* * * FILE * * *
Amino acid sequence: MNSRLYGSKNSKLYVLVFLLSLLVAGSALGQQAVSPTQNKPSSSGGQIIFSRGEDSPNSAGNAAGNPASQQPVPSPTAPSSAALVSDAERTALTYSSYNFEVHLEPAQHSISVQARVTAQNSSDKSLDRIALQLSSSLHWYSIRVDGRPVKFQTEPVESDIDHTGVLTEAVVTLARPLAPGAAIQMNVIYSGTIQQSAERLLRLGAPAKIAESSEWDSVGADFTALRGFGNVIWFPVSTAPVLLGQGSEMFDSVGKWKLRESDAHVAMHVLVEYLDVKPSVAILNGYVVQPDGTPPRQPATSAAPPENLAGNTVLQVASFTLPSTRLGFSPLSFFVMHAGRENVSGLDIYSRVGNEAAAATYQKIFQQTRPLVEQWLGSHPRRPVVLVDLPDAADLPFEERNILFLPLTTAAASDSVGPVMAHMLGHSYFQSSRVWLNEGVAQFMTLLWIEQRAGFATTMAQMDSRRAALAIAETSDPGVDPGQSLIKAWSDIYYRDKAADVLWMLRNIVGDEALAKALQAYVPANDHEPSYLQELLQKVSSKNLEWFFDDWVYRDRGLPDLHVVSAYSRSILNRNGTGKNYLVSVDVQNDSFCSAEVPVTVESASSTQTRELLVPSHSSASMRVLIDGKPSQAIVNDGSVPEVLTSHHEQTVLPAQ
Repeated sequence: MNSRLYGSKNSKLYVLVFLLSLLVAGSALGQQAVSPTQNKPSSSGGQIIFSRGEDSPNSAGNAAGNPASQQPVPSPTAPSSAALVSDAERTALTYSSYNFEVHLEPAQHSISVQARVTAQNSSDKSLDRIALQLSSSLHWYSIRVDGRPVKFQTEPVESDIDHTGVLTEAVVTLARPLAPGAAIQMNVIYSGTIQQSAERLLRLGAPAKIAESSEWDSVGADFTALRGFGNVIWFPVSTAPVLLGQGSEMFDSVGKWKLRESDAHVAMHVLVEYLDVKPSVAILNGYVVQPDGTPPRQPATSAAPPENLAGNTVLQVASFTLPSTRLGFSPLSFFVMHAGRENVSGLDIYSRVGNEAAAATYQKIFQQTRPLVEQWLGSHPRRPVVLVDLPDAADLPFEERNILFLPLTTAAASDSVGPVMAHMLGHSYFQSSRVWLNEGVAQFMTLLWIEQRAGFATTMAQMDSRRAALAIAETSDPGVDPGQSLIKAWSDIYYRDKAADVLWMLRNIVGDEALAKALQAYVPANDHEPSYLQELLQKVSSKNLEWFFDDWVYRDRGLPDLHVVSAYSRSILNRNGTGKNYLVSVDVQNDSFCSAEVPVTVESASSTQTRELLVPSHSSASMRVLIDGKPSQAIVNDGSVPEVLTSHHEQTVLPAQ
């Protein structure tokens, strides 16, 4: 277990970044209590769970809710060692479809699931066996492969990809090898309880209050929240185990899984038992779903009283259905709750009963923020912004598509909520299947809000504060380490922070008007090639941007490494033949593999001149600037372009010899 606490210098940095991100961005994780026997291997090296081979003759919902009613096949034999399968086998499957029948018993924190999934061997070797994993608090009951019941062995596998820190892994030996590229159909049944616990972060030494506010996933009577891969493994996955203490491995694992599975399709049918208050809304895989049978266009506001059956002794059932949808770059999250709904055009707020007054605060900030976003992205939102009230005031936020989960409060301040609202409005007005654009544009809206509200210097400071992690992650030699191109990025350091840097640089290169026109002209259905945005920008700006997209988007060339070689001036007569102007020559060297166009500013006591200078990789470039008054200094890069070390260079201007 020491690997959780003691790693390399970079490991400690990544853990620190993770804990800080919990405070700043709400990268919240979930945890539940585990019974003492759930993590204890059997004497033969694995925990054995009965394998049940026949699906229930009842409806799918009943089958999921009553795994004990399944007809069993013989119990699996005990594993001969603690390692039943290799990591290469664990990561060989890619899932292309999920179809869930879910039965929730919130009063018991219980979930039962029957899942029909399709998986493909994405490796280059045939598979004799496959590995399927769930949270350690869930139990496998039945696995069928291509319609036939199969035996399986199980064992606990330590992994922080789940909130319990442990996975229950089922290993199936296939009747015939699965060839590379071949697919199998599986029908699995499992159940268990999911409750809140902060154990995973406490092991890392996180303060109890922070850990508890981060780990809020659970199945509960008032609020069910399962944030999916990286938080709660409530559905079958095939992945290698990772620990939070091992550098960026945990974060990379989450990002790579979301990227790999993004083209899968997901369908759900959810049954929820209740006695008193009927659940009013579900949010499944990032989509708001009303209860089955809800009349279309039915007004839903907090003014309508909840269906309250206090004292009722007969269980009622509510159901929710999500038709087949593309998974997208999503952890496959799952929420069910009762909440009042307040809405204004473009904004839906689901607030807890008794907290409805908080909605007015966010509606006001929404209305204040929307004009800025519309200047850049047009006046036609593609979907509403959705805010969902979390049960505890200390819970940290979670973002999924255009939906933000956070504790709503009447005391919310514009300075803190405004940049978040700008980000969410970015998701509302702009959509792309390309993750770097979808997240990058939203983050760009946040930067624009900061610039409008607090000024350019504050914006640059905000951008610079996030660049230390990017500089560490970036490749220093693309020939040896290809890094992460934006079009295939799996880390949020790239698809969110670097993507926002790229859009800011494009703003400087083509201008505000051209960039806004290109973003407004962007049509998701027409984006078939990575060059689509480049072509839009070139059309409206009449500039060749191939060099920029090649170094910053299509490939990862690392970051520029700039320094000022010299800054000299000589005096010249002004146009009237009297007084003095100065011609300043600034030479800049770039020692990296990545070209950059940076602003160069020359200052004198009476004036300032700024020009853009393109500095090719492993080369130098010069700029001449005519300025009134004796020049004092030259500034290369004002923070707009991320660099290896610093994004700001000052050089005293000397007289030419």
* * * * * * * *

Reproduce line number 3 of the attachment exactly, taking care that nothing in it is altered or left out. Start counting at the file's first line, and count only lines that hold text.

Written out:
């Protein structure tokens, strides 16, 4: 277990970044209590769970809710060692479809699931066996492969990809090898309880209050929240185990899984038992779903009283259905709750009963923020912004598509909520299947809000504060380490922070008007090639941007490494033949593999001149600037372009010899 606490210098940095991100961005994780026997291997090296081979003759919902009613096949034999399968086998499957029948018993924190999934061997070797994993608090009951019941062995596998820190892994030996590229159909049944616990972060030494506010996933009577891969493994996955203490491995694992599975399709049918208050809304895989049978266009506001059956002794059932949808770059999250709904055009707020007054605060900030976003992205939102009230005031936020989960409060301040609202409005007005654009544009809206509200210097400071992690992650030699191109990025350091840097640089290169026109002209259905945005920008700006997209988007060339070689001036007569102007020559060297166009500013006591200078990789470039008054200094890069070390260079201007 020491690997959780003691790693390399970079490991400690990544853990620190993770804990800080919990405070700043709400990268919240979930945890539940585990019974003492759930993590204890059997004497033969694995925990054995009965394998049940026949699906229930009842409806799918009943089958999921009553795994004990399944007809069993013989119990699996005990594993001969603690390692039943290799990591290469664990990561060989890619899932292309999920179809869930879910039965929730919130009063018991219980979930039962029957899942029909399709998986493909994405490796280059045939598979004799496959590995399927769930949270350690869930139990496998039945696995069928291509319609036939199969035996399986199980064992606990330590992994922080789940909130319990442990996975229950089922290993199936296939009747015939699965060839590379071949697919199998599986029908699995499992159940268990999911409750809140902060154990995973406490092991890392996180303060109890922070850990508890981060780990809020659970199945509960008032609020069910399962944030999916990286938080709660409530559905079958095939992945290698990772620990939070091992550098960026945990974060990379989450990002790579979301990227790999993004083209899968997901369908759900959810049954929820209740006695008193009927659940009013579900949010499944990032989509708001009303209860089955809800009349279309039915007004839903907090003014309508909840269906309250206090004292009722007969269980009622509510159901929710999500038709087949593309998974997208999503952890496959799952929420069910009762909440009042307040809405204004473009904004839906689901607030807890008794907290409805908080909605007015966010509606006001929404209305204040929307004009800025519309200047850049047009006046036609593609979907509403959705805010969902979390049960505890200390819970940290979670973002999924255009939906933000956070504790709503009447005391919310514009300075803190405004940049978040700008980000969410970015998701509302702009959509792309390309993750770097979808997240990058939203983050760009946040930067624009900061610039409008607090000024350019504050914006640059905000951008610079996030660049230390990017500089560490970036490749220093693309020939040896290809890094992460934006079009295939799996880390949020790239698809969110670097993507926002790229859009800011494009703003400087083509201008505000051209960039806004290109973003407004962007049509998701027409984006078939990575060059689509480049072509839009070139059309409206009449500039060749191939060099920029090649170094910053299509490939990862690392970051520029700039320094000022010299800054000299000589005096010249002004146009009237009297007084003095100065011609300043600034030479800049770039020692990296990545070209950059940076602003160069020359200052004198009476004036300032700024020009853009393109500095090719492993080369130098010069700029001449005519300025009134004796020049004092030259500034290369004002923070707009991320660099290896610093994004700001000052050089005293000397007289030419």